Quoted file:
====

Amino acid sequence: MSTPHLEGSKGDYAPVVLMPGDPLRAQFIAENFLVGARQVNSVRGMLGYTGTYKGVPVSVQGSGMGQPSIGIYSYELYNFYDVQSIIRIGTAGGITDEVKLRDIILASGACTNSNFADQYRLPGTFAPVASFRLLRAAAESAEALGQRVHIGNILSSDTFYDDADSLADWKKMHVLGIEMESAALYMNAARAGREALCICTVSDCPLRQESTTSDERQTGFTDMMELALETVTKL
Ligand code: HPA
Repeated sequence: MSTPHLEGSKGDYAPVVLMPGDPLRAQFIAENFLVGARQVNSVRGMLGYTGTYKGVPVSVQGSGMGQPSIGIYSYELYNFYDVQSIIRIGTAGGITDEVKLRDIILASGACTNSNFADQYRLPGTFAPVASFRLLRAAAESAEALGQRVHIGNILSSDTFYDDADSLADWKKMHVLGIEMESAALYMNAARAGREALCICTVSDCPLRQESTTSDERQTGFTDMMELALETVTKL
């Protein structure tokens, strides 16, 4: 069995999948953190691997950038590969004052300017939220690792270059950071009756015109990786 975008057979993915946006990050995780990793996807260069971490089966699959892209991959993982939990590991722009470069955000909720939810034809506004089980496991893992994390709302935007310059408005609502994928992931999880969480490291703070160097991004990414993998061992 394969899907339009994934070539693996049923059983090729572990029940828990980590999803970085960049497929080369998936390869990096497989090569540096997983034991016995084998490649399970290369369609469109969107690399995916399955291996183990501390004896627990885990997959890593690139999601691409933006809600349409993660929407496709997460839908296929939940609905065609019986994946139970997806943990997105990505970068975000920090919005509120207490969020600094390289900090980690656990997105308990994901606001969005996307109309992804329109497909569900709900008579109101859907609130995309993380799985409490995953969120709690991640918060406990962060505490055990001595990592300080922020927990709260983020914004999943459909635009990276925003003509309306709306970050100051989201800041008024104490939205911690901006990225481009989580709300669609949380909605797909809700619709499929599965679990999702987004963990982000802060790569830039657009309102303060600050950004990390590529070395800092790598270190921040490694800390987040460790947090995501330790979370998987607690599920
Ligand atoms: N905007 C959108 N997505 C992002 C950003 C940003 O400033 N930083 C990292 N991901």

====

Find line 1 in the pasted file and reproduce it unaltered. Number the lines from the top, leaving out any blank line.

Amino acid sequence: MSTPHLEGSKGDYAPVVLMPGDPLRAQFIAENFLVGARQVNSVRGMLGYTGTYKGVPVSVQGSGMGQPSIGIYSYELYNFYDVQSIIRIGTAGGITDEVKLRDIILASGACTNSNFADQYRLPGTFAPVASFRLLRAAAESAEALGQRVHIGNILSSDTFYDDADSLADWKKMHVLGIEMESAALYMNAARAGREALCICTVSDCPLRQESTTSDERQTGFTDMMELALETVTKL